Obey these rules on writing from David Ogilvy

Content marketers don’t just need to recognise good writing – we should be able to produce it too

David Ogilvy was one of the original Madison Avenue set. He was also very keen on what has recently been labelled the ‘listicle’, numbered lists of advice.

Originally from England, Ogilvy followed a route typical of novelists or spies, going to Edinburgh for school, and then Oxford for university, although he didn’t graduate.

Instead he moved to Paris to work in the kitchens of the Majestic Hotel. On his return he found considerable success as a door-to-door salesman, selling AGA cookers. His success was such he was asked to write the manual on how to sell them, The Theory and Practice of Selling the Aga Cooker, reproduced here, in 1935.

He emigrated to America in 1938 to work for George Gallup’s polling company. Finally, he set up his agency, Ogilvy & Mather, in 1948.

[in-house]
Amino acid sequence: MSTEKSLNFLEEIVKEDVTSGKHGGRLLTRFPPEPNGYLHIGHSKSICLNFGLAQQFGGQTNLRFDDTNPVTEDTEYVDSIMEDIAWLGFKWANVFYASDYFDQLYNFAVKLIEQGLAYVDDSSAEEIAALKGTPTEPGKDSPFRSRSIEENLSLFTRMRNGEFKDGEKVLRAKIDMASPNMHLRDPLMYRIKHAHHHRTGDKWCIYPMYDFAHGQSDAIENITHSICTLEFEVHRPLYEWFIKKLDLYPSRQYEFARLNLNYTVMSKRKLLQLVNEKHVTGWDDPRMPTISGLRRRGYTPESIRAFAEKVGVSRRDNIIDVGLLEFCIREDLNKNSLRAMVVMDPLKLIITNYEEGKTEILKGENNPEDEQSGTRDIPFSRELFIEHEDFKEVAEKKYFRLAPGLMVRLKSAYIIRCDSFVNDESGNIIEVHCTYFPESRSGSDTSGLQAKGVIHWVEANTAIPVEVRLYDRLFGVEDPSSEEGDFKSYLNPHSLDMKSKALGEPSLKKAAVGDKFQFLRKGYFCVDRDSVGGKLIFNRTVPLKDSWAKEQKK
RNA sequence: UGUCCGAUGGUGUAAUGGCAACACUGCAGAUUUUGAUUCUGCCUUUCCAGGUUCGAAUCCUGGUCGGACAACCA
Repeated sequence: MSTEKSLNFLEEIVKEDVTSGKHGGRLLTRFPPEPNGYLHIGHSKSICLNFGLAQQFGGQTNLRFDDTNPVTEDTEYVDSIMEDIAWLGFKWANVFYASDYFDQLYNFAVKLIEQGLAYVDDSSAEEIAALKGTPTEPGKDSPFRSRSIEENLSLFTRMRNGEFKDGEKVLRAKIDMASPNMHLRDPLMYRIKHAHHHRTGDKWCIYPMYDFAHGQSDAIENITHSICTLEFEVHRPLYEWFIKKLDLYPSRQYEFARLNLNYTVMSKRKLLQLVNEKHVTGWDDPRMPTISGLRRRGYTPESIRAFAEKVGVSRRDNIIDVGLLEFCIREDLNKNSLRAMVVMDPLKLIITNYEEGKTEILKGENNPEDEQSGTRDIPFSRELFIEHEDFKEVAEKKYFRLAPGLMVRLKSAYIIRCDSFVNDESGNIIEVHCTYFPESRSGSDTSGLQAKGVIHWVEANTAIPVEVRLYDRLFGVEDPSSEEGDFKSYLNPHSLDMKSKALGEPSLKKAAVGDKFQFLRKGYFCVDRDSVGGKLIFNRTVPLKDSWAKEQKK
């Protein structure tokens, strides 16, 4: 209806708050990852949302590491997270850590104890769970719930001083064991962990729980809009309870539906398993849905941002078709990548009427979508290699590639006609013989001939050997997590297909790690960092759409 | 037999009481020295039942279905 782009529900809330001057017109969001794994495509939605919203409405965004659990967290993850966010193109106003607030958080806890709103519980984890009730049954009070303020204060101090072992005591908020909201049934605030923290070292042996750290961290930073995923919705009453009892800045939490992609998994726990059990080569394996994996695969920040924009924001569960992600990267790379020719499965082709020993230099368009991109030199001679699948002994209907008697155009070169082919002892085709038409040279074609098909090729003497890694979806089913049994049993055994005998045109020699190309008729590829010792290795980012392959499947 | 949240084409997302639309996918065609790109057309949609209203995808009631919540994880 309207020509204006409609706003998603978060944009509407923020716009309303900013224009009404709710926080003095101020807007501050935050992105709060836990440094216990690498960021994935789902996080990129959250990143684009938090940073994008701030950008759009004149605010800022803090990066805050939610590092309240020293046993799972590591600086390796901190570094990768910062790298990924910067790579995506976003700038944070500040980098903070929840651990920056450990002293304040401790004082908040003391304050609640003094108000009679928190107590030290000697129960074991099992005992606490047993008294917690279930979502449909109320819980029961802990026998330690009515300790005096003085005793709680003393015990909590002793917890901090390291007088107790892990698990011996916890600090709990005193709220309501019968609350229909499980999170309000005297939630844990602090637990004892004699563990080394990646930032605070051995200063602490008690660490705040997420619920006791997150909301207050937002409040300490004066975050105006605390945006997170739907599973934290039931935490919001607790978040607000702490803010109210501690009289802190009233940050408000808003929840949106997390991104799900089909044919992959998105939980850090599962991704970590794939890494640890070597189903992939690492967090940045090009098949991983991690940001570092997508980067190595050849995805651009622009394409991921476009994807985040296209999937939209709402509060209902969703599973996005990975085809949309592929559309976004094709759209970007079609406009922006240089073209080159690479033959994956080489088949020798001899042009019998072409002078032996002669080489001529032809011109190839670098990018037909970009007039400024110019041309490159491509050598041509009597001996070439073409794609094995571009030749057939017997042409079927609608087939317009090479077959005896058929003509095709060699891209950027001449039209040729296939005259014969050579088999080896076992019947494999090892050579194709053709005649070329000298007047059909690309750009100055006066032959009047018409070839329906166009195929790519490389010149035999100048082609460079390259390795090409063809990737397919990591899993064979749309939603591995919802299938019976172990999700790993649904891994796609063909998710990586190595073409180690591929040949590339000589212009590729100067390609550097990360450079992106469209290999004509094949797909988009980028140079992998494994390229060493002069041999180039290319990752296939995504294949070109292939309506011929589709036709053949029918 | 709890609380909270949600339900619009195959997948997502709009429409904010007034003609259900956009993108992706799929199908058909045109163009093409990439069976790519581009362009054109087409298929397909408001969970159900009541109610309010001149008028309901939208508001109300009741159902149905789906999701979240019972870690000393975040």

Ogilvy made his name as a copywriter, crafting highly persuasive sales material, and remained active throughout his life. He was keen on writing well-written briefs to get the most for clients.

In 1982 Ogilvy sent this memo, titled, “How to Write,” to his employees:

“The better you write, the higher you go in Ogilvy & Mather. People who think well, write well.

Woolly-minded people write woolly memos, woolly letters and woolly speeches. Good writing is not a natural gift. You have to learn to write well. Here are 10 hints:

1. Read the Roman-Raphaelson book on writing. Read it three times.

2. Write the way you talk. Naturally.

3. Use short words, short sentences and short paragraphs.

4. Never use jargon words like ‘reconceptualise,’ ‘demassification,’ ‘attitudinally,’ ‘judgmentally.’ They are hallmarks of pretense.

5. Never write more than two pages on any subject.

6. Check your quotations.

7. Never send a letter or a memo on the day you write it. Read it aloud the next morning—and then edit it.

8. If it is something important, get a colleague to improve it.

9. Before you send your letter or your memo, make sure it is crystal-clear what you want the recipient to do.

10. If you want ACTION, don’t write. Go and tell the guy what you want.

While Ogilvy had sales writing in mind, the list is superb advice for any writer writing anything at all.

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